Wednesday, August 31, 2011

The saga of my first nursing job

Here I am, three and a half months after graduation, and I have already been through my first nursing job. When I graduated, I was still optimistic that I would find that perfect L and D position; I just might have to work nights or a less than optimal shift. Little did I know...

I started sending out applications to all of the local hospitals as soon as the excitement from graduation was over. I never received a single response, not even a "No, thank you." The hospitals advertised internship programs, but I think you would have had to work for them as a PCA while in school to have a chance for a slot. I heard that some of the hospitals weren't even having their internships, even though there were positions posted.

I did get an interview with an infectious disease doctor, but they were looking for someone to start right away, and I wanted to wait to start working until my kids were out of school for the summer. I didn't realize that would cost me the job, but apparently it did. I never received an official rejection from them, but when weeks passed and I didn't receive a phone call, I put two and two together.

In early June, I received a phone call from someone in HR at one of the local hospitals; someone had dropped out of their graduate nurse academy before it started, and I was recommended as a candidate. I was extremely excited about the opportunity, and went in for what I thought was a successful interview. The nurse manager who interviewed me assured me that I would hear from him whether I got the job or not, and they were trying to make a quick decision, because the program started soon.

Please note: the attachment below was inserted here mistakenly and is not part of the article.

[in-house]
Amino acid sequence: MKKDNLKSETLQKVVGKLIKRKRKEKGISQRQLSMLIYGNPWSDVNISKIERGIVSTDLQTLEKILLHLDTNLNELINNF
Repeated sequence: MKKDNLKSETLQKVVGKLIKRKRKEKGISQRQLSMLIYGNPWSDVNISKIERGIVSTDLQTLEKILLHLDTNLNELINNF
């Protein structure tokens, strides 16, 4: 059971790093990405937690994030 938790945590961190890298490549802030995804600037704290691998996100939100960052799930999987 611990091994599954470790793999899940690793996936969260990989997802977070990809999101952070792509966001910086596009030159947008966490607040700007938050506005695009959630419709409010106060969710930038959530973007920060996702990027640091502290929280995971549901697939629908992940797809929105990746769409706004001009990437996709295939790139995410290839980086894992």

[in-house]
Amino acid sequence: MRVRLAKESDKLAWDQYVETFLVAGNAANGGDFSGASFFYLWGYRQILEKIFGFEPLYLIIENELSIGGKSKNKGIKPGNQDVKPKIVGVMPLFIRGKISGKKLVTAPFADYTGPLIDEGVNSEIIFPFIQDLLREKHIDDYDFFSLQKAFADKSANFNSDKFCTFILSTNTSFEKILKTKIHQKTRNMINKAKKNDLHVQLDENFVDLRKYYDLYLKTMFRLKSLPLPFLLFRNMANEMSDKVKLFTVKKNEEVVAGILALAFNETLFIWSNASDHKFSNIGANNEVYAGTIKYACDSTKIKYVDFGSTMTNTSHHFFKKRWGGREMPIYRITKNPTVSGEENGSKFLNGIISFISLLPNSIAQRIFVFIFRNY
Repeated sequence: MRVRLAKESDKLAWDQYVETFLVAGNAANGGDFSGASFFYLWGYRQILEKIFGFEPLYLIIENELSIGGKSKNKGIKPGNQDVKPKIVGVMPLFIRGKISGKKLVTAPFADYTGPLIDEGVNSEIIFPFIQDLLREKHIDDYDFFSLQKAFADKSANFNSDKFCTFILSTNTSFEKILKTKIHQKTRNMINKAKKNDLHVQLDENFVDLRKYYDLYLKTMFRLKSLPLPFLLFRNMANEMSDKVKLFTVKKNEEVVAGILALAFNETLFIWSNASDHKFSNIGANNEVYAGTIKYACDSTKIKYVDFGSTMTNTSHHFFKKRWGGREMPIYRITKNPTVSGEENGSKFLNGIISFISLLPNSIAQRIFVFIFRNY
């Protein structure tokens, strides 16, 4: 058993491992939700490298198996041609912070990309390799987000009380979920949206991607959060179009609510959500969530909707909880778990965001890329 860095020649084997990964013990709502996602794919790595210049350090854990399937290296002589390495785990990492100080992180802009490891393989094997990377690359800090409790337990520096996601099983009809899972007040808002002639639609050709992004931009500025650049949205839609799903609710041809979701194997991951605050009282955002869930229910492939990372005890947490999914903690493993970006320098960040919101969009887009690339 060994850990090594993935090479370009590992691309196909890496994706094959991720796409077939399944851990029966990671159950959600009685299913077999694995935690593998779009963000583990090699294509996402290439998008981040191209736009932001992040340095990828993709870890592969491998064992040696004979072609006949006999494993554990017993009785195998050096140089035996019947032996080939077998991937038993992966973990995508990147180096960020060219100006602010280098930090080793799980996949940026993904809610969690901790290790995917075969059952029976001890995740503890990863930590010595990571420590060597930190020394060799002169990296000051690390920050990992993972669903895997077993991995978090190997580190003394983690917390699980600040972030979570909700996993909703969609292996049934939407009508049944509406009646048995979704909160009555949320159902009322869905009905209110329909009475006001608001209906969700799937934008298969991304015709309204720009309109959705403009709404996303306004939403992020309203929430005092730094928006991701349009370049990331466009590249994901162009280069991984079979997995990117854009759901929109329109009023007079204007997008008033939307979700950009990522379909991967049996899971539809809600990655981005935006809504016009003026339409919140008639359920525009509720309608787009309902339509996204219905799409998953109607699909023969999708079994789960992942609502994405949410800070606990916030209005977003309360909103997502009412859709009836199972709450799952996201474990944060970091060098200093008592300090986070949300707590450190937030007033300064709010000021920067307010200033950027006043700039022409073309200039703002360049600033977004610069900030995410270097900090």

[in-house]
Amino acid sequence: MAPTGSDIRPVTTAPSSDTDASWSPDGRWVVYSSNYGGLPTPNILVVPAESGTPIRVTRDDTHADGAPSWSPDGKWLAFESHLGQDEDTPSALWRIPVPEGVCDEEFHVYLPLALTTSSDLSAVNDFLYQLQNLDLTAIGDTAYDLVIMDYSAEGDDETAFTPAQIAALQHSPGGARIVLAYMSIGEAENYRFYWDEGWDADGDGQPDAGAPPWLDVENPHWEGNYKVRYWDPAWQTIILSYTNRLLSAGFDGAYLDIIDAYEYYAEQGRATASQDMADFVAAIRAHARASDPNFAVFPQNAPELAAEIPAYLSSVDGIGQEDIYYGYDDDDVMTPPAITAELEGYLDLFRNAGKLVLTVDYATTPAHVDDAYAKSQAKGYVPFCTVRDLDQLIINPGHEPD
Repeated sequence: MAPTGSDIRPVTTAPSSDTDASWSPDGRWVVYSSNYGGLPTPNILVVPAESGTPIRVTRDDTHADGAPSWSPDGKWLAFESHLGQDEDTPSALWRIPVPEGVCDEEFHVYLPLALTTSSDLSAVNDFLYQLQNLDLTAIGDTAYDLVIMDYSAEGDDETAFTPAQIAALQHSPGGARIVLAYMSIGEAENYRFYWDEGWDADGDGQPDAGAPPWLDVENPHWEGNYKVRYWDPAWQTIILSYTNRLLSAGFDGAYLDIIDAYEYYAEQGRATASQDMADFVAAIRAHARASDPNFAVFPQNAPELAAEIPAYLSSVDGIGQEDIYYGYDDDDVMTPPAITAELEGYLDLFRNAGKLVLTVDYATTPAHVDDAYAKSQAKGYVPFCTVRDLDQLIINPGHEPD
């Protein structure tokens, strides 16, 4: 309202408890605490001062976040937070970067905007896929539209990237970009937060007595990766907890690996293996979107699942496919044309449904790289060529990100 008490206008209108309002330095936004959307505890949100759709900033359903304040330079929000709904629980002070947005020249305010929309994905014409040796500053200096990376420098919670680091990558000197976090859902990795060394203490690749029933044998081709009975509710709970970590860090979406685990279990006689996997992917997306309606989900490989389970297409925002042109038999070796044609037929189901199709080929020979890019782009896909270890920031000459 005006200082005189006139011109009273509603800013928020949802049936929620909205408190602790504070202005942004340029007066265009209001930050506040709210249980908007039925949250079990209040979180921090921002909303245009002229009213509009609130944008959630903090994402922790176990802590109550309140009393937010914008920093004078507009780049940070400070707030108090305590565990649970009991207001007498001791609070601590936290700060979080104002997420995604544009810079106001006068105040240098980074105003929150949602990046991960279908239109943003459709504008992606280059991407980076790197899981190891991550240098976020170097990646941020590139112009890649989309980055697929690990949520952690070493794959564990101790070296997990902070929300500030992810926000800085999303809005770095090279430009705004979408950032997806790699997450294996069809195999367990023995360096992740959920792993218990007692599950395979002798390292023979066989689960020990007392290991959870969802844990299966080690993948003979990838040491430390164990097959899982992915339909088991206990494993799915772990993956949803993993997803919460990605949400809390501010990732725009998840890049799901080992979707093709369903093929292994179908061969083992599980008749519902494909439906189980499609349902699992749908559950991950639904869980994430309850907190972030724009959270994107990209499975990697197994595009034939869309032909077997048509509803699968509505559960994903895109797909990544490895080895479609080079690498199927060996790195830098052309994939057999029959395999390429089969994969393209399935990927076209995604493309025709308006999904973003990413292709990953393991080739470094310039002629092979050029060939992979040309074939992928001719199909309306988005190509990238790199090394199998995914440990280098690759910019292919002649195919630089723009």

During the second week in June, I volunteered as the camp nurse at Cub Scout day camp. It was my job to clean out the nurse's station and make it presentable, (and clean enough so that I felt I could treat patients), shop for first-aid supplies within a budget, administer medications, and treat campers and adults for cuts and scratches, as well as heat exhaustion. I learned that a popsicle can go a long way toward making a child feel better! I sent one child to the hospital that week with a broken arm, and only one other child had to go home, because he was vomiting. It was a lot of fun, and I made a contact that week with the local county's hospital district. He asked me to send him my resume, which he would forward to a recruiter.

I was scheduled to take NCLEX on June 28th, and decided to focus my time for the next couple of weeks on studying, and not worrying about looking for a job. After all, being an RN and not a GN would make me much more desirable...I called the hospital where I had interviewed, because I never heard a word back from them...they went with another candidate who had some nursing experience. That confused me, because the job was part of their Graduate Nurse Academy; we were going to be trained on every aspect of the job, and everyone was a new nurse. I was disappointed, but not discouraged yet.

...To be continued

1 comment:

  1. I feel your pain - I got the same thing when I was first starting out (and the ones who don't even give you a no thnakyou are just rude in my opinion)
    For anyone out there who wants to avoid stuff like this, I include this piece of advice that I wish someone had given me a while back: go to - it really helped me and wayhay, I actually got a job (polite employer - gave me the time of day etc. and now I love me job!)


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